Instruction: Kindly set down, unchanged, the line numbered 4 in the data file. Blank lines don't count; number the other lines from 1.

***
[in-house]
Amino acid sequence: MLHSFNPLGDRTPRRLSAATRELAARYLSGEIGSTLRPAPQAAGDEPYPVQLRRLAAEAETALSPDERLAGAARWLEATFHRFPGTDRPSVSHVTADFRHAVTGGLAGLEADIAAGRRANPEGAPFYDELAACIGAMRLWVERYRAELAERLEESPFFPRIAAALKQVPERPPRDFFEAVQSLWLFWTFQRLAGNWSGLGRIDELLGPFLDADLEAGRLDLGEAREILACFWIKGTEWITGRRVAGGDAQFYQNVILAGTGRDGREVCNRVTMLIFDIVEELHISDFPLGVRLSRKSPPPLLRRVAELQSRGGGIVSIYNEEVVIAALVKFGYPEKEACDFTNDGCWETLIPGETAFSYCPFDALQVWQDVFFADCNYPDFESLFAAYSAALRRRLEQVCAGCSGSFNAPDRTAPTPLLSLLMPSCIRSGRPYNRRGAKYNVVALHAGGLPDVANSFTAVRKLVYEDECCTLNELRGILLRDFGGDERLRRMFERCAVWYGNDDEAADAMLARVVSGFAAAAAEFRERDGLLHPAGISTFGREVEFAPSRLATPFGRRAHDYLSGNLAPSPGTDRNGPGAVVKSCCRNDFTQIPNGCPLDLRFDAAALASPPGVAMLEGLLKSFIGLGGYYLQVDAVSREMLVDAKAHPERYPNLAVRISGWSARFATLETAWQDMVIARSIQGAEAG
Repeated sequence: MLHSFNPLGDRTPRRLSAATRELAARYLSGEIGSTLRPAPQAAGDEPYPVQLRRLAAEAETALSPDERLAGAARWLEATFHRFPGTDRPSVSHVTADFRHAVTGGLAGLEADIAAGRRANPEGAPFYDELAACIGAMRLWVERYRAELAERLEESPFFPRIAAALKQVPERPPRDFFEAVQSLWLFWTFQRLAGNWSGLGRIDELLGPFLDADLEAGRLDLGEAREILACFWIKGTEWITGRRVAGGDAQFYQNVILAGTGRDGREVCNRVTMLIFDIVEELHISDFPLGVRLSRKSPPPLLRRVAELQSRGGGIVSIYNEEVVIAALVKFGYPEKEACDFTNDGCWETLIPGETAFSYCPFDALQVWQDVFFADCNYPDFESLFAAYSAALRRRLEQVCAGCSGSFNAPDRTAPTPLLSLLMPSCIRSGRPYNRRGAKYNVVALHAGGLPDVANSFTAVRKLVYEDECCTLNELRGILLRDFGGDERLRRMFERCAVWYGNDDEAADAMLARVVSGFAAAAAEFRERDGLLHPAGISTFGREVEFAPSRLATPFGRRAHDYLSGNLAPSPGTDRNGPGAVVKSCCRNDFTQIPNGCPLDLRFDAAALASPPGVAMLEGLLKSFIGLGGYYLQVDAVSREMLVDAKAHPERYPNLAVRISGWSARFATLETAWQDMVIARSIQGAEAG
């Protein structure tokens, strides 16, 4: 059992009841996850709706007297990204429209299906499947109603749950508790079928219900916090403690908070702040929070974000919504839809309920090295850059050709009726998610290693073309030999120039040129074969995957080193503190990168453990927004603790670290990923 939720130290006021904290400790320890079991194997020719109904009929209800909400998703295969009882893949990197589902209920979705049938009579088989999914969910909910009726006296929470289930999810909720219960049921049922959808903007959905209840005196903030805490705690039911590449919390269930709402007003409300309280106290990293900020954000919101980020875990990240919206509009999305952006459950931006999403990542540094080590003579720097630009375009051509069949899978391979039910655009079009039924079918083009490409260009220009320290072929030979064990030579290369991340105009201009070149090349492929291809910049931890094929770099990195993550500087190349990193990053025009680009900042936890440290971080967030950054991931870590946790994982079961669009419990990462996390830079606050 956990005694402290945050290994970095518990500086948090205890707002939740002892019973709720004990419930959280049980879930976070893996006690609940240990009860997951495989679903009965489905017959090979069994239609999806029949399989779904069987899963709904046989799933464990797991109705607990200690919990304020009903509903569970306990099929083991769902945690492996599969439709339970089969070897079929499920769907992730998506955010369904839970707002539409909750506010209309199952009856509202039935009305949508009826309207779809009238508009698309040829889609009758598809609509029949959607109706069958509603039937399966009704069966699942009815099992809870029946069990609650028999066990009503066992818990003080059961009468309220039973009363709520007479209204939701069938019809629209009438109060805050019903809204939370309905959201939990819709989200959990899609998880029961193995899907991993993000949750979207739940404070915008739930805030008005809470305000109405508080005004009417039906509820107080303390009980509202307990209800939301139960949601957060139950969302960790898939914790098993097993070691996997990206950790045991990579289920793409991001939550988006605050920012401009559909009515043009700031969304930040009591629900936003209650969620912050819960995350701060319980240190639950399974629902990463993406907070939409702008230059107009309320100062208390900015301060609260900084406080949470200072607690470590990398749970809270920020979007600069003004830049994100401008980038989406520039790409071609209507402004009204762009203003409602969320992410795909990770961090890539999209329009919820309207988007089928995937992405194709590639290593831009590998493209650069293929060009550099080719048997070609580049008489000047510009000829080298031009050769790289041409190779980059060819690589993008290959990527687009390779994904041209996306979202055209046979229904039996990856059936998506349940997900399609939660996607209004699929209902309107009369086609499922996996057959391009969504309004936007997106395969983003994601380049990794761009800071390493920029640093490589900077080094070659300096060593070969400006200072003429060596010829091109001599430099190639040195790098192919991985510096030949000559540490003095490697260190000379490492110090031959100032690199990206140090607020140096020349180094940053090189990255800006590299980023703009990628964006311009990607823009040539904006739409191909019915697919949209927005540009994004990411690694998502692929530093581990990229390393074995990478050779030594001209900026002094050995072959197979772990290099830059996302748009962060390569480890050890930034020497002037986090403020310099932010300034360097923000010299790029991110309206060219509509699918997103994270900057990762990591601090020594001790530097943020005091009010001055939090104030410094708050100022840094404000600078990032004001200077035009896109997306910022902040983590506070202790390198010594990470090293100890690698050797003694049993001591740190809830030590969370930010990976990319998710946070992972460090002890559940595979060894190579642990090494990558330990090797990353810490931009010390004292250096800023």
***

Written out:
């Protein structure tokens, strides 16, 4: 059992009841996850709706007297990204429209299906499947109603749950508790079928219900916090403690908070702040929070974000919504839809309920090295850059050709009726998610290693073309030999120039040129074969995957080193503190990168453990927004603790670290990923 939720130290006021904290400790320890079991194997020719109904009929209800909400998703295969009882893949990197589902209920979705049938009579088989999914969910909910009726006296929470289930999810909720219960049921049922959808903007959905209840005196903030805490705690039911590449919390269930709402007003409300309280106290990293900020954000919101980020875990990240919206509009999305952006459950931006999403990542540094080590003579720097630009375009051509069949899978391979039910655009079009039924079918083009490409260009220009320290072929030979064990030579290369991340105009201009070149090349492929291809910049931890094929770099990195993550500087190349990193990053025009680009900042936890440290971080967030950054991931870590946790994982079961669009419990990462996390830079606050 956990005694402290945050290994970095518990500086948090205890707002939740002892019973709720004990419930959280049980879930976070893996006690609940240990009860997951495989679903009965489905017959090979069994239609999806029949399989779904069987899963709904046989799933464990797991109705607990200690919990304020009903509903569970306990099929083991769902945690492996599969439709339970089969070897079929499920769907992730998506955010369904839970707002539409909750506010209309199952009856509202039935009305949508009826309207779809009238508009698309040829889609009758598809609509029949959607109706069958509603039937399966009704069966699942009815099992809870029946069990609650028999066990009503066992818990003080059961009468309220039973009363709520007479209204939701069938019809629209009438109060805050019903809204939370309905959201939990819709989200959990899609998880029961193995899907991993993000949750979207739940404070915008739930805030008005809470305000109405508080005004009417039906509820107080303390009980509202307990209800939301139960949601957060139950969302960790898939914790098993097993070691996997990206950790045991990579289920793409991001939550988006605050920012401009559909009515043009700031969304930040009591629900936003209650969620912050819960995350701060319980240190639950399974629902990463993406907070939409702008230059107009309320100062208390900015301060609260900084406080949470200072607690470590990398749970809270920020979007600069003004830049994100401008980038989406520039790409071609209507402004009204762009203003409602969320992410795909990770961090890539999209329009919820309207988007089928995937992405194709590639290593831009590998493209650069293929060009550099080719048997070609580049008489000047510009000829080298031009050769790289041409190779980059060819690589993008290959990527687009390779994904041209996306979202055209046979229904039996990856059936998506349940997900399609939660996607209004699929209902309107009369086609499922996996057959391009969504309004936007997106395969983003994601380049990794761009800071390493920029640093490589900077080094070659300096060593070969400006200072003429060596010829091109001599430099190639040195790098192919991985510096030949000559540490003095490697260190000379490492110090031959100032690199990206140090607020140096020349180094940053090189990255800006590299980023703009990628964006311009990607823009040539904006739409191909019915697919949209927005540009994004990411690694998502692929530093581990990229390393074995990478050779030594001209900026002094050995072959197979772990290099830059996302748009962060390569480890050890930034020497002037986090403020310099932010300034360097923000010299790029991110309206060219509509699918997103994270900057990762990591601090020594001790530097943020005091009010001055939090104030410094708050100022840094404000600078990032004001200077035009896109997306910022902040983590506070202790390198010594990470090293100890690698050797003694049993001591740190809830030590969370930010990976990319998710946070992972460090002890559940595979060894190579642990090494990558330990090797990353810490931009010390004292250096800023």